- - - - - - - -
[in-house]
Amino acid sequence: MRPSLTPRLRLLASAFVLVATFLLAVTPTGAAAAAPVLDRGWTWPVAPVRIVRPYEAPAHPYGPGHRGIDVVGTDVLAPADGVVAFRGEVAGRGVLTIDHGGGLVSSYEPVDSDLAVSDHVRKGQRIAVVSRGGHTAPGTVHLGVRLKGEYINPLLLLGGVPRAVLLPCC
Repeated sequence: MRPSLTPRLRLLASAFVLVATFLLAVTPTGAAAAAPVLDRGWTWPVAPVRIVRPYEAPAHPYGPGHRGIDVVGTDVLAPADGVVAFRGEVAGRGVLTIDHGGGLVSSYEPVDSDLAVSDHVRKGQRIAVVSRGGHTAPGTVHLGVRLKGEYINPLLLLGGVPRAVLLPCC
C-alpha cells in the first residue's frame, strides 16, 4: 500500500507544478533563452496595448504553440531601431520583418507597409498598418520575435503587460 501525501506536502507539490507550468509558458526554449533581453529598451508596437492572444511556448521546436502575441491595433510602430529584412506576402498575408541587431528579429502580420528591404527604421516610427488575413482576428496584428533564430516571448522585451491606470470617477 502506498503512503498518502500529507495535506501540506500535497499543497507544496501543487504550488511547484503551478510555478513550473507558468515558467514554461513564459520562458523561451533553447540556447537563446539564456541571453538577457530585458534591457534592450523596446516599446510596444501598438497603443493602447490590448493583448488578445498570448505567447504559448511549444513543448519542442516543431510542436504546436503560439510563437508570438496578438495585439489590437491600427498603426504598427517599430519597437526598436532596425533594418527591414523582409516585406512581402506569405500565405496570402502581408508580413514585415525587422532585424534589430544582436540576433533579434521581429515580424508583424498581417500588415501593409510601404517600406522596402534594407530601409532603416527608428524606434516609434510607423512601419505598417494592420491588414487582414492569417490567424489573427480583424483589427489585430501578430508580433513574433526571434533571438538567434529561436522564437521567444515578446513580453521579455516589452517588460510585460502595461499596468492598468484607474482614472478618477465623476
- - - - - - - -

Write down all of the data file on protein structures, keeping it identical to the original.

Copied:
[in-house]
Amino acid sequence: MRPSLTPRLRLLASAFVLVATFLLAVTPTGAAAAAPVLDRGWTWPVAPVRIVRPYEAPAHPYGPGHRGIDVVGTDVLAPADGVVAFRGEVAGRGVLTIDHGGGLVSSYEPVDSDLAVSDHVRKGQRIAVVSRGGHTAPGTVHLGVRLKGEYINPLLLLGGVPRAVLLPCC
Repeated sequence: MRPSLTPRLRLLASAFVLVATFLLAVTPTGAAAAAPVLDRGWTWPVAPVRIVRPYEAPAHPYGPGHRGIDVVGTDVLAPADGVVAFRGEVAGRGVLTIDHGGGLVSSYEPVDSDLAVSDHVRKGQRIAVVSRGGHTAPGTVHLGVRLKGEYINPLLLLGGVPRAVLLPCC
C-alpha cells in the first residue's frame, strides 16, 4: 500500500507544478533563452496595448504553440531601431520583418507597409498598418520575435503587460 501525501506536502507539490507550468509558458526554449533581453529598451508596437492572444511556448521546436502575441491595433510602430529584412506576402498575408541587431528579429502580420528591404527604421516610427488575413482576428496584428533564430516571448522585451491606470470617477 502506498503512503498518502500529507495535506501540506500535497499543497507544496501543487504550488511547484503551478510555478513550473507558468515558467514554461513564459520562458523561451533553447540556447537563446539564456541571453538577457530585458534591457534592450523596446516599446510596444501598438497603443493602447490590448493583448488578445498570448505567447504559448511549444513543448519542442516543431510542436504546436503560439510563437508570438496578438495585439489590437491600427498603426504598427517599430519597437526598436532596425533594418527591414523582409516585406512581402506569405500565405496570402502581408508580413514585415525587422532585424534589430544582436540576433533579434521581429515580424508583424498581417500588415501593409510601404517600406522596402534594407530601409532603416527608428524606434516609434510607423512601419505598417494592420491588414487582414492569417490567424489573427480583424483589427489585430501578430508580433513574433526571434533571438538567434529561436522564437521567444515578446513580453521579455516589452517588460510585460502595461499596468492598468484607474482614472478618477465623476